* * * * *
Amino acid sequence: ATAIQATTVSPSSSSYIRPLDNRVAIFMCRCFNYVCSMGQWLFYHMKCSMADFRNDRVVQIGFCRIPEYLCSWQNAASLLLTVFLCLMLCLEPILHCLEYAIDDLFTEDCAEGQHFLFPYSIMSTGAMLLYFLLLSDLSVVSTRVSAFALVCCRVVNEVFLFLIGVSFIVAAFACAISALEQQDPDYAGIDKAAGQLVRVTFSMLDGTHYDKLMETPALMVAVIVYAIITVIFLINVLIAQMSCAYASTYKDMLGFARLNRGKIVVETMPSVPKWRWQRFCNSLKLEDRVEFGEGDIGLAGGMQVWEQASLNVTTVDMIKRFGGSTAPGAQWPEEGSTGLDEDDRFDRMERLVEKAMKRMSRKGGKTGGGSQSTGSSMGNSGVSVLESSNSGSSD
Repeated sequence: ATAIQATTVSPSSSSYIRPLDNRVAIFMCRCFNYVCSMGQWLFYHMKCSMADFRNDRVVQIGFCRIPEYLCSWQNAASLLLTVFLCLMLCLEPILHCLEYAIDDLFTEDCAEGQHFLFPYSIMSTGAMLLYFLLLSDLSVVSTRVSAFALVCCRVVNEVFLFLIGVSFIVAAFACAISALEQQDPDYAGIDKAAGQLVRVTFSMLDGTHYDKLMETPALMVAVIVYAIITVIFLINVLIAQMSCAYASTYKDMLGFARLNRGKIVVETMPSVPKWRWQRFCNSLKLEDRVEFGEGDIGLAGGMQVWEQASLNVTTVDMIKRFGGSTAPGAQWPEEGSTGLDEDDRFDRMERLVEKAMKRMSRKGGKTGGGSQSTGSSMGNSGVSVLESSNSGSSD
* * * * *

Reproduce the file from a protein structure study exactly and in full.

Amino acid sequence: ATAIQATTVSPSSSSYIRPLDNRVAIFMCRCFNYVCSMGQWLFYHMKCSMADFRNDRVVQIGFCRIPEYLCSWQNAASLLLTVFLCLMLCLEPILHCLEYAIDDLFTEDCAEGQHFLFPYSIMSTGAMLLYFLLLSDLSVVSTRVSAFALVCCRVVNEVFLFLIGVSFIVAAFACAISALEQQDPDYAGIDKAAGQLVRVTFSMLDGTHYDKLMETPALMVAVIVYAIITVIFLINVLIAQMSCAYASTYKDMLGFARLNRGKIVVETMPSVPKWRWQRFCNSLKLEDRVEFGEGDIGLAGGMQVWEQASLNVTTVDMIKRFGGSTAPGAQWPEEGSTGLDEDDRFDRMERLVEKAMKRMSRKGGKTGGGSQSTGSSMGNSGVSVLESSNSGSSD
Repeated sequence: ATAIQATTVSPSSSSYIRPLDNRVAIFMCRCFNYVCSMGQWLFYHMKCSMADFRNDRVVQIGFCRIPEYLCSWQNAASLLLTVFLCLMLCLEPILHCLEYAIDDLFTEDCAEGQHFLFPYSIMSTGAMLLYFLLLSDLSVVSTRVSAFALVCCRVVNEVFLFLIGVSFIVAAFACAISALEQQDPDYAGIDKAAGQLVRVTFSMLDGTHYDKLMETPALMVAVIVYAIITVIFLINVLIAQMSCAYASTYKDMLGFARLNRGKIVVETMPSVPKWRWQRFCNSLKLEDRVEFGEGDIGLAGGMQVWEQASLNVTTVDMIKRFGGSTAPGAQWPEEGSTGLDEDDRFDRMERLVEKAMKRMSRKGGKTGGGSQSTGSSMGNSGVSVLESSNSGSSD